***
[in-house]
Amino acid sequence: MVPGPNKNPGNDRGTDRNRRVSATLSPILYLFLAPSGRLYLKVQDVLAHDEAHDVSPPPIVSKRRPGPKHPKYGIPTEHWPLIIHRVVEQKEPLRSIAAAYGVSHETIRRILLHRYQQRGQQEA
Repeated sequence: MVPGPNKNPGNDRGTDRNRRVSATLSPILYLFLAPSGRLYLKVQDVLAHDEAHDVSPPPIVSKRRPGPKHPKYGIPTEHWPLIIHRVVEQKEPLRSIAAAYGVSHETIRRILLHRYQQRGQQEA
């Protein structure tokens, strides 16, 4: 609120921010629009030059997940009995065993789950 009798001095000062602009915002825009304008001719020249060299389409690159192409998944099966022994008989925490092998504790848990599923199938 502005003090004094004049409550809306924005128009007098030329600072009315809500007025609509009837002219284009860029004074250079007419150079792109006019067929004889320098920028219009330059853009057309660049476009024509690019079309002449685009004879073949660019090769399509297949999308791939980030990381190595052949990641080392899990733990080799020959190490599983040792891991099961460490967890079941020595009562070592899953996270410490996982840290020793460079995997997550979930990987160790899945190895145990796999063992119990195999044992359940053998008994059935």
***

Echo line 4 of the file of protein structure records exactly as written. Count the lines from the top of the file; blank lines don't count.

């Protein structure tokens, strides 16, 4: 609120921010629009030059997940009995065993789950 009798001095000062602009915002825009304008001719020249060299389409690159192409998944099966022994008989925490092998504790848990599923199938 502005003090004094004049409550809306924005128009007098030329600072009315809500007025609509009837002219284009860029004074250079007419150079792109006019067929004889320098920028219009330059853009057309660049476009024509690019079309002449685009004879073949660019090769399509297949999308791939980030990381190595052949990641080392899990733990080799020959190490599983040792891991099961460490967890079941020595009562070592899953996270410490996982840290020793460079995997997550979930990987160790899945190895145990796999063992119990195999044992359940053998008994059935």